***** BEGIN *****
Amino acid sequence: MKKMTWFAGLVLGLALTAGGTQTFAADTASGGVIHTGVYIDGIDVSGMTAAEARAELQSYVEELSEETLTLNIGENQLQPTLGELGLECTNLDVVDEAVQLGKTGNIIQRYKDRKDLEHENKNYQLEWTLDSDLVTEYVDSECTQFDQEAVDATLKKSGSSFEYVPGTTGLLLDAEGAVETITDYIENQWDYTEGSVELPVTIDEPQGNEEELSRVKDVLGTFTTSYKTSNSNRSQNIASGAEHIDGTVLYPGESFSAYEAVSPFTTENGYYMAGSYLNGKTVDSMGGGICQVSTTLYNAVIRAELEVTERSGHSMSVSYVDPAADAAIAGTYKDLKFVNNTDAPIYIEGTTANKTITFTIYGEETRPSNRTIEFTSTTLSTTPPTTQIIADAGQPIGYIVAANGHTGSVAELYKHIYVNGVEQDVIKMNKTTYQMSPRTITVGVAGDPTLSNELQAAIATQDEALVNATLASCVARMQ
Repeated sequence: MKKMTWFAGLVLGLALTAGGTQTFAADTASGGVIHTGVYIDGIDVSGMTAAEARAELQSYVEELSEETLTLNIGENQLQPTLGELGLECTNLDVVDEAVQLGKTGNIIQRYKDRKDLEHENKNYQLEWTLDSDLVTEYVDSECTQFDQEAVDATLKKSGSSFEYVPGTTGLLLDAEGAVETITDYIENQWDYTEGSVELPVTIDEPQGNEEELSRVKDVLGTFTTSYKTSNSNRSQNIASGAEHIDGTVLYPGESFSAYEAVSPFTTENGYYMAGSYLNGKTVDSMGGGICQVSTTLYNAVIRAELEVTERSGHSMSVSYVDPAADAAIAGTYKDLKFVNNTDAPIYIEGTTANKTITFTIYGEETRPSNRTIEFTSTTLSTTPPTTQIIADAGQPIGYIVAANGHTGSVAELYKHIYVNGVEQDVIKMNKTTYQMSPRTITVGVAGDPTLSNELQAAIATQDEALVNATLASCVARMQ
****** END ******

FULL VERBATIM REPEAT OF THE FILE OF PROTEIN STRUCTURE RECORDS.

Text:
Amino acid sequence: MKKMTWFAGLVLGLALTAGGTQTFAADTASGGVIHTGVYIDGIDVSGMTAAEARAELQSYVEELSEETLTLNIGENQLQPTLGELGLECTNLDVVDEAVQLGKTGNIIQRYKDRKDLEHENKNYQLEWTLDSDLVTEYVDSECTQFDQEAVDATLKKSGSSFEYVPGTTGLLLDAEGAVETITDYIENQWDYTEGSVELPVTIDEPQGNEEELSRVKDVLGTFTTSYKTSNSNRSQNIASGAEHIDGTVLYPGESFSAYEAVSPFTTENGYYMAGSYLNGKTVDSMGGGICQVSTTLYNAVIRAELEVTERSGHSMSVSYVDPAADAAIAGTYKDLKFVNNTDAPIYIEGTTANKTITFTIYGEETRPSNRTIEFTSTTLSTTPPTTQIIADAGQPIGYIVAANGHTGSVAELYKHIYVNGVEQDVIKMNKTTYQMSPRTITVGVAGDPTLSNELQAAIATQDEALVNATLASCVARMQ
Repeated sequence: MKKMTWFAGLVLGLALTAGGTQTFAADTASGGVIHTGVYIDGIDVSGMTAAEARAELQSYVEELSEETLTLNIGENQLQPTLGELGLECTNLDVVDEAVQLGKTGNIIQRYKDRKDLEHENKNYQLEWTLDSDLVTEYVDSECTQFDQEAVDATLKKSGSSFEYVPGTTGLLLDAEGAVETITDYIENQWDYTEGSVELPVTIDEPQGNEEELSRVKDVLGTFTTSYKTSNSNRSQNIASGAEHIDGTVLYPGESFSAYEAVSPFTTENGYYMAGSYLNGKTVDSMGGGICQVSTTLYNAVIRAELEVTERSGHSMSVSYVDPAADAAIAGTYKDLKFVNNTDAPIYIEGTTANKTITFTIYGEETRPSNRTIEFTSTTLSTTPPTTQIIADAGQPIGYIVAANGHTGSVAELYKHIYVNGVEQDVIKMNKTTYQMSPRTITVGVAGDPTLSNELQAAIATQDEALVNATLASCVARMQ